"All of us learn better, and contribute more, if we engage in both reflection and action," says associate professor of history Raymond Craib, one of many College of Arts and Sciences faculty members who match word and deed through community engaged learning.
Craib's Migrant Workers in the Americas class covers the history and contemporary reality of migrant labor. Developed by Craib, Leonardo Vargas-Mendez, director of the Public Service Center, and Herb Engman, former director of the Cornell Migrant Program, the course "combines intellectual labor with experiential labor, theory and practice, by integrating weekly seminar sessions with weekly service work," explains Craib. "The basic premise for community-based learning is that all of us learn better, and contribute more, if we understand how reflection and action constantly impact each other."
Adrian Palma '13, a student in history professor Maria Cristina Garcia's Immigration Since 1968 course, agrees. "The knowledge gained through a public engagement course is rarely found in other courses that do not offer the opportunity to actively engage with different communities and individuals of distinct walks of life," says Palma. "For me, the experience was invaluable."
Students in Garcia's course, which covers immigrant issues and history, are asked to work with an individual or an agency that serves immigrants. Students have accompanied doctors to dairy farms to provide information on nutrition and diabetes control; worked as translators at Cayuga Medical Center and as teacher aides at adult language programs and an after-school program for Burmese children; and helped immigrants navigate government bureaucracies through the Immigrant Services Project at Catholic Charities.
"Because Ithaca is home to a large population of refugees and immigrants, it offers students a wonderful opportunity to examine in a very personal way the challenges that immigrants and refugees face when accommodating to a new society," says Garcia.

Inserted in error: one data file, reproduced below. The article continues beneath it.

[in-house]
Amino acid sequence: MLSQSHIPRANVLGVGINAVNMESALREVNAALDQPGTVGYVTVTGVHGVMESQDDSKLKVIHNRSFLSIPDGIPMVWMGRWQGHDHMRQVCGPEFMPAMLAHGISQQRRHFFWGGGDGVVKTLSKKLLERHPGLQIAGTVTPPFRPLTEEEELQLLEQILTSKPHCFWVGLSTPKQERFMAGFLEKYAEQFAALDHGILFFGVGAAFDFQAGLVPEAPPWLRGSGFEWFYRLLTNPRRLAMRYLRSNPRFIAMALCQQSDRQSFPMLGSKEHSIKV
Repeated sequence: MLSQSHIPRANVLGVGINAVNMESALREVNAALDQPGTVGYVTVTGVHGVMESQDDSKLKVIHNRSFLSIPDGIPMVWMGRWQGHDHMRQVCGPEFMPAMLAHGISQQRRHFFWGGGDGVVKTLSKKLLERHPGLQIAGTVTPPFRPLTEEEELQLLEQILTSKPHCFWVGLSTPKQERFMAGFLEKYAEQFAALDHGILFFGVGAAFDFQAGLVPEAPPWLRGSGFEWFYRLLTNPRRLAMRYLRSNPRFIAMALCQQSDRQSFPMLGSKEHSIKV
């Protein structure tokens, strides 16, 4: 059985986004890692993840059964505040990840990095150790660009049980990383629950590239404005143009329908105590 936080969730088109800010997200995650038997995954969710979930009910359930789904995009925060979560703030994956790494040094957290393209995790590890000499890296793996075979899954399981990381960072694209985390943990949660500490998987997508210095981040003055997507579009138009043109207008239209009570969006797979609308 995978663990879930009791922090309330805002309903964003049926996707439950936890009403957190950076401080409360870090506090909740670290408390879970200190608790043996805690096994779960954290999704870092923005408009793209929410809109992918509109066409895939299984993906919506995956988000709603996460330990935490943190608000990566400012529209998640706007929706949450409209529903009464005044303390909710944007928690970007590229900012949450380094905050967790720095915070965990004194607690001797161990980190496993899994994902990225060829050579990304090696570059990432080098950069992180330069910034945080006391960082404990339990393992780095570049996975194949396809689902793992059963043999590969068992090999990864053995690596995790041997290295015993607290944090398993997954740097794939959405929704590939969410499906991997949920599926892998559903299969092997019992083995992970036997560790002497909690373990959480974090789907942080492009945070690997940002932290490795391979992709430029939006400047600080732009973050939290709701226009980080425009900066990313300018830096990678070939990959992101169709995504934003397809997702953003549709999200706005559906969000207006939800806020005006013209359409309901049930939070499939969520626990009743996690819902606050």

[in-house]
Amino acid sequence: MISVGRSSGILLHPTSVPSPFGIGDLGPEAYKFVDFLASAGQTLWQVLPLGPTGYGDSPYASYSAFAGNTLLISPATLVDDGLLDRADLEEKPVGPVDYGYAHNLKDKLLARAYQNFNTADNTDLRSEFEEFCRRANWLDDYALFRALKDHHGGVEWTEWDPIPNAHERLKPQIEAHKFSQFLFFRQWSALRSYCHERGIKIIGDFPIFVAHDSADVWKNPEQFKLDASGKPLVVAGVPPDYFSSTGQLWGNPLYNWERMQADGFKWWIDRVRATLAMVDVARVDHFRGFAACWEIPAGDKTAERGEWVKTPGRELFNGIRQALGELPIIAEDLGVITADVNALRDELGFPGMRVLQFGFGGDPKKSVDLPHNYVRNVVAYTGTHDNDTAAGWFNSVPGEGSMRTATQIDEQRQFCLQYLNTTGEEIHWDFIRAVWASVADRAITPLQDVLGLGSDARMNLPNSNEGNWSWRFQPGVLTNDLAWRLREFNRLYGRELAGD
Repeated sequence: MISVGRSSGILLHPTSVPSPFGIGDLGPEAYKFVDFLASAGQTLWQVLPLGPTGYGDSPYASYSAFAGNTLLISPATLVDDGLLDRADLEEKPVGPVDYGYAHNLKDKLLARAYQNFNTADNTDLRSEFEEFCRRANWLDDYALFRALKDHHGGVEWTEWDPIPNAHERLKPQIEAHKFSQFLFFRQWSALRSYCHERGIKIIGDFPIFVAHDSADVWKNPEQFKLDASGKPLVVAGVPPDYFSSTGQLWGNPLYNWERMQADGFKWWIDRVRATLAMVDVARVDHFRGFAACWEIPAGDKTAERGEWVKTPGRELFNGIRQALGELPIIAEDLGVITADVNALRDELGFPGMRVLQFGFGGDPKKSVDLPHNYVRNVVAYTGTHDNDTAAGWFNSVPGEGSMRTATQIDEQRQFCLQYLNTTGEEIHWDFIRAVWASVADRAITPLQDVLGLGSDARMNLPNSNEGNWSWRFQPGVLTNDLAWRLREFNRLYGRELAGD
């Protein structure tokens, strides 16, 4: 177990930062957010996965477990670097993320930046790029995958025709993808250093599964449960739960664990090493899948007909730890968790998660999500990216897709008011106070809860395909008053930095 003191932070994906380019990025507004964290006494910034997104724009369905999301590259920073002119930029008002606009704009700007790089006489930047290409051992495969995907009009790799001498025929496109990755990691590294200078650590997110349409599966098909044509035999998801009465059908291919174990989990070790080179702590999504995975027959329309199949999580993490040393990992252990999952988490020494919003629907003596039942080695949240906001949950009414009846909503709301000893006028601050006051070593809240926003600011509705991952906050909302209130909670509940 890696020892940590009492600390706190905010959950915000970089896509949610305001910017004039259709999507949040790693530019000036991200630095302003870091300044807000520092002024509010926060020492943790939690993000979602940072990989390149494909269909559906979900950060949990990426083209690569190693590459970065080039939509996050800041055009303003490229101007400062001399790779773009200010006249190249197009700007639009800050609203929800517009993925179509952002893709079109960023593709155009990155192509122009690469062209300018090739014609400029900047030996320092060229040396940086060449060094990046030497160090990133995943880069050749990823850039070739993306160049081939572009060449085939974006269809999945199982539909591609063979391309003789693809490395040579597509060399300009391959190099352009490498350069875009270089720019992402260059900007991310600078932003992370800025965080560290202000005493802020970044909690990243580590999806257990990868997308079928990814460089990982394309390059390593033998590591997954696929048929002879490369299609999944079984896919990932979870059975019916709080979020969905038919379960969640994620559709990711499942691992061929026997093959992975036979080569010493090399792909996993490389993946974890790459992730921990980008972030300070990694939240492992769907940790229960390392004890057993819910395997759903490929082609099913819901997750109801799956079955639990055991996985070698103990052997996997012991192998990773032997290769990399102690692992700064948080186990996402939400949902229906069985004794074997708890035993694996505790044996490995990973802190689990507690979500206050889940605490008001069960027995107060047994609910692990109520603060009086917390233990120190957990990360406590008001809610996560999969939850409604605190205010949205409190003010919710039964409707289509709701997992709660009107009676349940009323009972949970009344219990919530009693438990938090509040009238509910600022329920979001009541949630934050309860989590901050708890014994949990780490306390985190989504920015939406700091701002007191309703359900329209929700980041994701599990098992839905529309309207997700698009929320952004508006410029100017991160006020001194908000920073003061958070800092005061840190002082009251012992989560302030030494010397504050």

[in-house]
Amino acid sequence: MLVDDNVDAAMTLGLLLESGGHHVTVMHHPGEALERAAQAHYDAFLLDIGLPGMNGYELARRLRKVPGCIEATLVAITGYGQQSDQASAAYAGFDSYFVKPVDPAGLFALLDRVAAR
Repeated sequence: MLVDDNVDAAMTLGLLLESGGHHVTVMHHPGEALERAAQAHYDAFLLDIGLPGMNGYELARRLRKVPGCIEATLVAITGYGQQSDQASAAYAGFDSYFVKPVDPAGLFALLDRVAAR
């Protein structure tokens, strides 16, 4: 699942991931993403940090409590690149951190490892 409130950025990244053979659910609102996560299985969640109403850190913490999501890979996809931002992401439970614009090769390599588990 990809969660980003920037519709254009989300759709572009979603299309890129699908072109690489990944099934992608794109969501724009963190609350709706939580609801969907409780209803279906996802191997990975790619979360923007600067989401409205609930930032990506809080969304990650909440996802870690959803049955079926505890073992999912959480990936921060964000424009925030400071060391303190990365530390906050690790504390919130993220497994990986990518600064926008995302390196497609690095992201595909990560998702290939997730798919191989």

Cornell's Public Service Center plans and executes community engaged learning components of many Arts and Sciences courses, including Garcia's and Craib's.
Asian American Communities, a course taught by Derek Chang, associate professor of history and director of the Asian American Studies Program, also looks at immigrant populations, focusing on community and how class, gender, migration and family relations affect belonging. Students work with local agencies and organizations to address the needs of Asian immigrants and Asian Americans in Tompkins County, focusing on enhancing immigrants' English proficiency, says Chang.
Goldwin Smith Professor of Anthropology Davydd Greenwood's course Democratizing Research: Participation, Action and Research helps students experience a participatory approach to research by converting the class into a collaborative learning community. The students also design their own community engagement projects. "In this type of engaged approach, research is a means of social learning and change," explains Greenwood.
The John S. Knight Institute for Writing in the Disciplines develops writing courses and projects that include civic engagement, according to director Paul Sawyer. This summer he appointed Darlene Evans as the program's first director of writing outreach; she'll offer guidance to instructors to integrate writing into new and existing service learning courses.
One such Knight course is Writing Behind Bars, offered in collaboration with the Cornell Prison Education Program and coordinated by Sawyer. "Undergraduates often find that breaching the prison walls becomes a life-changing experience," he says. "The course helps them reflect on that experience and put the lives of inmates and their own lives at Cornell in social perspective."
Linda B. Glaser is staff writer for the College of Arts and Sciences.